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  • We can`t do anything better than quote Legal Island  –    http://www.legal-island.ie/  – on their email Article quoted below :

    The Cross-Border Mediation Regulations (Northern Ireland) 2011 came into operation on 18th April 2011.

    They make amendments to various pieces of legislation, including the following employment legislation:

    * Equal Pay Act (Northern Ireland) 1970
    * Sex Discrimination (Northern Ireland) Order 1976
    * Employment Rights (Northern Ireland) Order 1996
    * Fair Employment and Treatment (Northern Ireland) Order 1998

    The overall aim is to promote the use of mediation as a means of resolving cross-border disputes (i.e. where at least one of the parties is domiciled or habitually resident in a different Member State). They also allow for an extension to court time limits. In certain disputes the compensation . It is usually three years for personal injury cases in Northern Ireland and two years for personal injury cases in the Republic of Ireland and six years for other claims. After this time, you are very unlikely to be able to make a claim, although there are exceptions to this. Your solicitor will advise you about the limitation period that applies in your particular case. This is a good reason for seeing a solicitor as soon as you think you may have a claim for compensation.</p> ">limitation period is extended so that it expires on the date falling 8 weeks after the date on which the mediation ends.

    The explanatory memorandum points out that the following six primary requirements are imposed by the Directive:

    1. Mediation/mediator quality and awareness: States must encourage mediators to operate under published voluntary codes of conduct and encourage the training of mediators (Article 4).
    2. Recourse to mediation: States must ensure that it is possible for a court to invite parties to use mediation in order to settle a dispute or to invite the parties to attend an information session on the use of mediation, if such sessions are held and easily available (Article 5).
    3. Enforceability of mediated settlements: States must ensure that written agreements negotiated through mediation are capable of being made enforceable, if all the parties involved agree to this being done (Article 6).
    4. Mediation confidentiality: Subject to specified exceptions, mediation providers cannot be compelled to give evidence in civil proceedings
    (Article 7).
    5. Prevention of the expiry of limitation or prescription periods during mediation: States must ensure that no party can be prevented from
    initiating proceedings because a limitation or prescription period has expired during the mediation process (Article 8).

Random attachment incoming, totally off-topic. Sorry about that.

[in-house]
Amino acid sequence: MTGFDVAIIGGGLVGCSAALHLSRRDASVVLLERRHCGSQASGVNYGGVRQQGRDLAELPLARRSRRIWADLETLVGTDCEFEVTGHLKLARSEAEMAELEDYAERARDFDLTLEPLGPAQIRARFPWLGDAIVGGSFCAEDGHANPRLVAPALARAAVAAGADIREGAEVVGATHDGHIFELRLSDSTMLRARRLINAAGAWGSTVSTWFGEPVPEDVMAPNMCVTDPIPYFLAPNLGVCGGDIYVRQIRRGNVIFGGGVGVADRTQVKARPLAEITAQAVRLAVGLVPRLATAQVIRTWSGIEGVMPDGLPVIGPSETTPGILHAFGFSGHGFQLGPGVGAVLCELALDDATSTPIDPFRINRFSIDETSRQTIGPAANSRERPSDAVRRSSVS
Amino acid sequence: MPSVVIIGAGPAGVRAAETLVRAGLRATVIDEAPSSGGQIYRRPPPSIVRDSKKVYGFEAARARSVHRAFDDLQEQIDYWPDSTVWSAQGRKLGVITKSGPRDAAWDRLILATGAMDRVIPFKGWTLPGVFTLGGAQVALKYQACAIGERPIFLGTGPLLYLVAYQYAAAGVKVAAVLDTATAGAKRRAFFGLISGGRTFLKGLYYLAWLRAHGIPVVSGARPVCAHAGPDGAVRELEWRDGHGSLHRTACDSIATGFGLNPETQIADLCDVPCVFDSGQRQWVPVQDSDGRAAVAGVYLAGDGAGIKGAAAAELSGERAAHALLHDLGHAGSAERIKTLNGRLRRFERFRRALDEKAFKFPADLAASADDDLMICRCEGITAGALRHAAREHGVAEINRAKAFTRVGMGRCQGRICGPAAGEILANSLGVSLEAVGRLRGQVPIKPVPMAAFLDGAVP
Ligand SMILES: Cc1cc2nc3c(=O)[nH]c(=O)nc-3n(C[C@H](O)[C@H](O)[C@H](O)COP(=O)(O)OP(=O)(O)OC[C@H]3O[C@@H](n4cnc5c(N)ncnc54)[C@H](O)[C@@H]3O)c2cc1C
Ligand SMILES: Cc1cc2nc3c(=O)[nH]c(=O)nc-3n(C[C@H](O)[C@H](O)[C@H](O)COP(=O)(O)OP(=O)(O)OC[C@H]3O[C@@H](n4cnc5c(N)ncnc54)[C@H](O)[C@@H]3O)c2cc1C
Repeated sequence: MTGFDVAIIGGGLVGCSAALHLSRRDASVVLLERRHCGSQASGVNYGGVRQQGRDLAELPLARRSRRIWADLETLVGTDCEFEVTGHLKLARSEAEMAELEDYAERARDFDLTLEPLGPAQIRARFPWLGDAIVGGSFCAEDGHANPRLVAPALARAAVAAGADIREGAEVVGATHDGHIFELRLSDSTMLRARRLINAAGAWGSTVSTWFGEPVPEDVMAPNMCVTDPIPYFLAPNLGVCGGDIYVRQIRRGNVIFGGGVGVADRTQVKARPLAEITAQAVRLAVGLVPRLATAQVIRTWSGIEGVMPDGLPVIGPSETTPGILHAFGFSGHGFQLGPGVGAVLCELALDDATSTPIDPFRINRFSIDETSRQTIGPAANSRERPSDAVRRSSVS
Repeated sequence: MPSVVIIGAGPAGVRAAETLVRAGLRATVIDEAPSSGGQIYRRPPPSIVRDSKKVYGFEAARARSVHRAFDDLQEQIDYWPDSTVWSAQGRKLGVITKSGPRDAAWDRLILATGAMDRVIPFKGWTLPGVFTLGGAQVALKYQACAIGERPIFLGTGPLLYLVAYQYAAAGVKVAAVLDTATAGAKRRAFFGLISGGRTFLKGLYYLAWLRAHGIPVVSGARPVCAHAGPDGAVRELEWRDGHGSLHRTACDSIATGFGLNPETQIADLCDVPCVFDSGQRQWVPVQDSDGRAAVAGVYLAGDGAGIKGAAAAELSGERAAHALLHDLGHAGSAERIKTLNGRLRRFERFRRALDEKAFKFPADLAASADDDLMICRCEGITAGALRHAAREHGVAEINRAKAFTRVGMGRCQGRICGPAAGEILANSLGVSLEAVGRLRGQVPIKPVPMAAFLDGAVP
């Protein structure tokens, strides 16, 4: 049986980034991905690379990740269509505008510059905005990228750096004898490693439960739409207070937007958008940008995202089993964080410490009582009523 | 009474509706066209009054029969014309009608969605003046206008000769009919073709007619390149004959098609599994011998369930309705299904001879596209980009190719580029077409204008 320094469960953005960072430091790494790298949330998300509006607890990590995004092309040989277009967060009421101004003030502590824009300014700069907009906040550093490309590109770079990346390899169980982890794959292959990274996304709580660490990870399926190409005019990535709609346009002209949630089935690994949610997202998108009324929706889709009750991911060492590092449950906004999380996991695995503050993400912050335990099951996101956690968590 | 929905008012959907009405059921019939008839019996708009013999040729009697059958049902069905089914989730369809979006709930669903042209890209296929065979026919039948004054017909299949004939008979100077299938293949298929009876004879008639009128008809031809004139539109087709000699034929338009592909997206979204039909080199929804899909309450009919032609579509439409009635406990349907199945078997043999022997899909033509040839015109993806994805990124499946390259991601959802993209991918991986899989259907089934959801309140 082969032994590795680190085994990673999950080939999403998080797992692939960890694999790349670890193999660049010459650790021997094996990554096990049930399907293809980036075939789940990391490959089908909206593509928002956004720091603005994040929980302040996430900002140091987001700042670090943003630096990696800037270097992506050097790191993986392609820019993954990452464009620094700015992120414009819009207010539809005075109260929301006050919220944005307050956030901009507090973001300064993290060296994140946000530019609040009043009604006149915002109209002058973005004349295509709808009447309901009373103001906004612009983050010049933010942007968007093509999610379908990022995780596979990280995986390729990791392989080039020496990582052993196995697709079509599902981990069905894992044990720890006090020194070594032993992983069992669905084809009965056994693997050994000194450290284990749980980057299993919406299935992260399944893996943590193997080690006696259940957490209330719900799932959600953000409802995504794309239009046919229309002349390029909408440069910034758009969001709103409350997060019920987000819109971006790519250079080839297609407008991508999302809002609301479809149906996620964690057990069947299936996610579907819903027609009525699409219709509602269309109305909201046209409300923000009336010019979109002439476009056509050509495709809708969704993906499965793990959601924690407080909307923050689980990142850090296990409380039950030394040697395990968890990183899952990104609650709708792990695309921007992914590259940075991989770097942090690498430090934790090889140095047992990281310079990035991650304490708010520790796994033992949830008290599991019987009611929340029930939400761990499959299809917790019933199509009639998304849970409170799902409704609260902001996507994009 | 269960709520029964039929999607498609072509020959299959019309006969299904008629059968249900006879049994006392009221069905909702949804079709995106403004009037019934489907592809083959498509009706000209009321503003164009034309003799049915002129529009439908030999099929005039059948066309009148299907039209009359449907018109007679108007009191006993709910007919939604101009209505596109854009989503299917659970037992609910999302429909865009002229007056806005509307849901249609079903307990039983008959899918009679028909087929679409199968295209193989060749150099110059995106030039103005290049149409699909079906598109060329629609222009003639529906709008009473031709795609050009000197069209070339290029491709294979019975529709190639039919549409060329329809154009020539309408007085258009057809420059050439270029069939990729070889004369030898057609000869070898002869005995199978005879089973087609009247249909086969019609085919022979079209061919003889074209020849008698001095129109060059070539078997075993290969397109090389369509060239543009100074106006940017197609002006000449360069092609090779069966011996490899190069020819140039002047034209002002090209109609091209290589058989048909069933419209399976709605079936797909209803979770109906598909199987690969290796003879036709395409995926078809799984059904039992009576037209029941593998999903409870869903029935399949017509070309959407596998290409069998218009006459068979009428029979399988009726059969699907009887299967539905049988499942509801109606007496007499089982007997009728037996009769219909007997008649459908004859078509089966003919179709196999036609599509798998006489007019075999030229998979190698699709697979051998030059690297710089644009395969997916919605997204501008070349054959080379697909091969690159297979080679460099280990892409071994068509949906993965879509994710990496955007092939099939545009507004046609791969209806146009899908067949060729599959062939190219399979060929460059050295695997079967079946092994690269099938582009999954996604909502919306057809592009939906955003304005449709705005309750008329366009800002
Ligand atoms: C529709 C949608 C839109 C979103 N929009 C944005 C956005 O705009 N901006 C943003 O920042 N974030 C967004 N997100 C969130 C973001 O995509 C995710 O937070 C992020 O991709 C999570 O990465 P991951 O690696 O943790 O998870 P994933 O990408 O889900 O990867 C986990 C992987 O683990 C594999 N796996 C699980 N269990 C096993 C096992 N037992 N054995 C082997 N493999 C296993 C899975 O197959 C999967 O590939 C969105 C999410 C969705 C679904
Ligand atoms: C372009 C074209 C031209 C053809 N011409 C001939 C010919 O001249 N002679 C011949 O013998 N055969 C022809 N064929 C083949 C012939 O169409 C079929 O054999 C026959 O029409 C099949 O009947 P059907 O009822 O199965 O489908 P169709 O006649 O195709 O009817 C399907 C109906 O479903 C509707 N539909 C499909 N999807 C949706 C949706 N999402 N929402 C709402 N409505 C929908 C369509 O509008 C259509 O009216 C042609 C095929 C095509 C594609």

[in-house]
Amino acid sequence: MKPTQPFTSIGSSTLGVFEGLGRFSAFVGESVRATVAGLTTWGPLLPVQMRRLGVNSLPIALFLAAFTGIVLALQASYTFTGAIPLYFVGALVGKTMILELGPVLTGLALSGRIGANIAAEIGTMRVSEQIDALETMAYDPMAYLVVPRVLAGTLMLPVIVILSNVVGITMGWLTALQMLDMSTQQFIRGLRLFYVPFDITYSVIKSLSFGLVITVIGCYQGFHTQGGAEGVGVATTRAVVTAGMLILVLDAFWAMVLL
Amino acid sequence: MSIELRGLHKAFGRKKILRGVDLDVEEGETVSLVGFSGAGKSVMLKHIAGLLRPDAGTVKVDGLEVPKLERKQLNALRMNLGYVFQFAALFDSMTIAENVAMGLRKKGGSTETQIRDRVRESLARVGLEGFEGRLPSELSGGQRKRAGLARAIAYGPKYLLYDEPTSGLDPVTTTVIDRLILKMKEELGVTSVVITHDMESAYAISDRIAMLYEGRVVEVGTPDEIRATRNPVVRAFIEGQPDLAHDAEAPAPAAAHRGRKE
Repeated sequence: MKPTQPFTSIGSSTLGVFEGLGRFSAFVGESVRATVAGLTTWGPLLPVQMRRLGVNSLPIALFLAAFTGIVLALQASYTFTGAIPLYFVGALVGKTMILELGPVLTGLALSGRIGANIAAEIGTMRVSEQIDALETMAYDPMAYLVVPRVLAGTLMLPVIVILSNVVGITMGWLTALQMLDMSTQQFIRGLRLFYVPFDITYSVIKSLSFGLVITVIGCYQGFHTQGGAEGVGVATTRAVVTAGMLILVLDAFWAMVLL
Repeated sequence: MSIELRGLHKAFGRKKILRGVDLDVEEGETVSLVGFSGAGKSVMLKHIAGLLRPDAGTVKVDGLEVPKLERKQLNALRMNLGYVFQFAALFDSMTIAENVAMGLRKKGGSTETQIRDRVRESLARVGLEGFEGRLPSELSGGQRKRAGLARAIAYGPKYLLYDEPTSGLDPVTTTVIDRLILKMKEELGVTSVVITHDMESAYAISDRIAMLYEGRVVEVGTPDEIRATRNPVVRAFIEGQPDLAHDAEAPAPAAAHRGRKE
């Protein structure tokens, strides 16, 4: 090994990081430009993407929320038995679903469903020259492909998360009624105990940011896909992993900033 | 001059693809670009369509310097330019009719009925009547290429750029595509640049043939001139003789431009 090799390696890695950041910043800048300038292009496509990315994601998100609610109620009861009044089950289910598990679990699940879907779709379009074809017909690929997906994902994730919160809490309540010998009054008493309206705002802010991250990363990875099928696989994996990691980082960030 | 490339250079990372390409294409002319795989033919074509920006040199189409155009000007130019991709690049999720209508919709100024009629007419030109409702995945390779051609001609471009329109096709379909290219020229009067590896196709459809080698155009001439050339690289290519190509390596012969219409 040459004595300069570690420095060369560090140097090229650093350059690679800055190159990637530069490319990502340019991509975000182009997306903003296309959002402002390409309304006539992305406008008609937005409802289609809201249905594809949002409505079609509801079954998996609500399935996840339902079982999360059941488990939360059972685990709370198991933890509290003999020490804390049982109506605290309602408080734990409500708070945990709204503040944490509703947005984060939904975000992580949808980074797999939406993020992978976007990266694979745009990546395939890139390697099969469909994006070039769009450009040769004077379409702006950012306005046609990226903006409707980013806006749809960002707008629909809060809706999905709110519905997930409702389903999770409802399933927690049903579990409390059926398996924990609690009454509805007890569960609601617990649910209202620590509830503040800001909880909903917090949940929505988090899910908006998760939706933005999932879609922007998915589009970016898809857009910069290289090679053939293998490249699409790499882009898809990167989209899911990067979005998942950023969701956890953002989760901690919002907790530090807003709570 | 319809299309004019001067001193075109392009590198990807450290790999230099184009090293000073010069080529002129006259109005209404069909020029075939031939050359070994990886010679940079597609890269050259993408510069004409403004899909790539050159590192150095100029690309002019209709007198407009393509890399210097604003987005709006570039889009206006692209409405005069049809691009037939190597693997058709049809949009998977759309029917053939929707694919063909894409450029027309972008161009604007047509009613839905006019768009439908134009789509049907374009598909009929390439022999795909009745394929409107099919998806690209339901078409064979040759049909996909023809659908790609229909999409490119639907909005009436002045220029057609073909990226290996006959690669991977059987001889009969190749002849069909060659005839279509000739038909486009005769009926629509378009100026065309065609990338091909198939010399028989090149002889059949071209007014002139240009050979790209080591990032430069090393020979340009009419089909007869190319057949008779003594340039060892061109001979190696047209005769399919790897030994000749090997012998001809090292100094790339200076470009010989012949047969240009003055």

6. Information for the general public: States must encourage the availability, particularly on the internet, of information on how to contact mediation providers (Article 9).

    Most of the above requirements have already been met or can be met via administrative action. However, there are a number of limitation periods which must be amended in order to ensure compliance with the fifth requirement. The Regulations will effect the required amendments and reinforce the point about non-compellability.

    Non-employment areas and legislation covered by these regulations are:

    * Land Registration Act (Northern Ireland) 1970
    * Amendment of the Matrimonial Causes (Northern Ireland) Order 1978
    * Domestic Proceedings (Northern Ireland) Order 1980
    * Magistrates’ Courts (Northern Ireland) Order 1981
    * Limitation (Northern Ireland) Order 1989

    The Cross-Border Mediation (EU Directive) Regulations 2011 come into force on 20 May. These cover cross-border disputes in England and Wales:

    Cross-Border Mediation (Scotland) Regulations 2011, which came into force on 6th April 2011 are here:


    Ireland has not yet implemented the cross-border Mediation Directive 2008/52/EC. Like all other EU Member States, it is obliged to do so by 21 May 2011. However, it is highly unlikely that this will be achieved as, at present, there is not even any draft legislation before the Oireachtas.

    The Law Reform Commission’s report on “Alternative Dispute Resolution: Mediation and Conciliation” on 16 November 2010 makes over 100 reform recommendations, including a recommendation that a Mediation and Conciliation Act should be enacted to provide a clear framework for mediation and conciliation. The Appendix to the Report contains a “draft” Mediation and Conciliation Bill, 2010 which includes provisions for “Cross-Border Mediation in the European Union”. However, the Oireachtas has confirmed that, to date, no Bill has been presented by either a relevant Government Department or Private Member. Therefore, according to the Oireachtas, it “does not exist”.

    The section of the Department of Justice website which provides information on EU Directives currently being transposed by the Department lists the status of Directive 2008/52/EC as follows:

    “The Directive is at an early stage of review in terms of how best to secure implementation with the national framework.”

    Unfortunately, for the moment, there would not appear to be anything to compare our NI regulations with in Ireland.

    For further information in relation to ROI, the following links are useful: